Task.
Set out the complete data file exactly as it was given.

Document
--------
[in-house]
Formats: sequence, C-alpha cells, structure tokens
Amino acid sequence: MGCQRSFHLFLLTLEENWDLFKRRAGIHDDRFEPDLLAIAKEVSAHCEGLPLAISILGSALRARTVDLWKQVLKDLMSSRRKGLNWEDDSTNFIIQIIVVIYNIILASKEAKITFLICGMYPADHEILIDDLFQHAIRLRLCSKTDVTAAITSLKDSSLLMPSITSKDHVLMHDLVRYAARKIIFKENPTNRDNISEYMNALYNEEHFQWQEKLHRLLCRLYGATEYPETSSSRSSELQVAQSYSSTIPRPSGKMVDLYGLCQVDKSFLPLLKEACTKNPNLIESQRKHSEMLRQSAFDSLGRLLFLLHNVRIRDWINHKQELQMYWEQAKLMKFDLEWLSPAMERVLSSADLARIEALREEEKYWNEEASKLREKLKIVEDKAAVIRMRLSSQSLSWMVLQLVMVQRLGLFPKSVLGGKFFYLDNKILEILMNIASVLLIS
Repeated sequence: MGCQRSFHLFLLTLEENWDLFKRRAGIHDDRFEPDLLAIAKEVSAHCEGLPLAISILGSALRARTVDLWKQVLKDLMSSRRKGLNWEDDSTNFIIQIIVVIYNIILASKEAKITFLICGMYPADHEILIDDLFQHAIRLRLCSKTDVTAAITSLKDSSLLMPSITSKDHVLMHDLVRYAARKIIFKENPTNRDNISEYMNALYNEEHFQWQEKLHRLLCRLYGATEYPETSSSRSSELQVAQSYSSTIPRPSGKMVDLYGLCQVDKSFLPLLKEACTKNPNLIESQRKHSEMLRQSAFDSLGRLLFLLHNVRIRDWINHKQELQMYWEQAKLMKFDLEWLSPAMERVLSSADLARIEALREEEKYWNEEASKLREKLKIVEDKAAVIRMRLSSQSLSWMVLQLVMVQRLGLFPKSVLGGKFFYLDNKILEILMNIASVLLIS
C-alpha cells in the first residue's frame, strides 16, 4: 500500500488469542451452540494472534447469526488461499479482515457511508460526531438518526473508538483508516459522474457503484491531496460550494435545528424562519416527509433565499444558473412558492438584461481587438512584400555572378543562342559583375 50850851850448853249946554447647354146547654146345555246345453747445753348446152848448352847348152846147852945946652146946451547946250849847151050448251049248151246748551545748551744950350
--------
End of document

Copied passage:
[in-house]
Formats: sequence, C-alpha cells, structure tokens
Amino acid sequence: MGCQRSFHLFLLTLEENWDLFKRRAGIHDDRFEPDLLAIAKEVSAHCEGLPLAISILGSALRARTVDLWKQVLKDLMSSRRKGLNWEDDSTNFIIQIIVVIYNIILASKEAKITFLICGMYPADHEILIDDLFQHAIRLRLCSKTDVTAAITSLKDSSLLMPSITSKDHVLMHDLVRYAARKIIFKENPTNRDNISEYMNALYNEEHFQWQEKLHRLLCRLYGATEYPETSSSRSSELQVAQSYSSTIPRPSGKMVDLYGLCQVDKSFLPLLKEACTKNPNLIESQRKHSEMLRQSAFDSLGRLLFLLHNVRIRDWINHKQELQMYWEQAKLMKFDLEWLSPAMERVLSSADLARIEALREEEKYWNEEASKLREKLKIVEDKAAVIRMRLSSQSLSWMVLQLVMVQRLGLFPKSVLGGKFFYLDNKILEILMNIASVLLIS
Repeated sequence: MGCQRSFHLFLLTLEENWDLFKRRAGIHDDRFEPDLLAIAKEVSAHCEGLPLAISILGSALRARTVDLWKQVLKDLMSSRRKGLNWEDDSTNFIIQIIVVIYNIILASKEAKITFLICGMYPADHEILIDDLFQHAIRLRLCSKTDVTAAITSLKDSSLLMPSITSKDHVLMHDLVRYAARKIIFKENPTNRDNISEYMNALYNEEHFQWQEKLHRLLCRLYGATEYPETSSSRSSELQVAQSYSSTIPRPSGKMVDLYGLCQVDKSFLPLLKEACTKNPNLIESQRKHSEMLRQSAFDSLGRLLFLLHNVRIRDWINHKQELQMYWEQAKLMKFDLEWLSPAMERVLSSADLARIEALREEEKYWNEEASKLREKLKIVEDKAAVIRMRLSSQSLSWMVLQLVMVQRLGLFPKSVLGGKFFYLDNKILEILMNIASVLLIS
C-alpha cells in the first residue's frame, strides 16, 4: 500500500488469542451452540494472534447469526488461499479482515457511508460526531438518526473508538483508516459522474457503484491531496460550494435545528424562519416527509433565499444558473412558492438584461481587438512584400555572378543562342559583375 50850851850448853249946554447647354146547654146345555246345453747445753348446152848448352847348152846147852945946652146946451547946250849847151050448251049248151246748551545748551744950350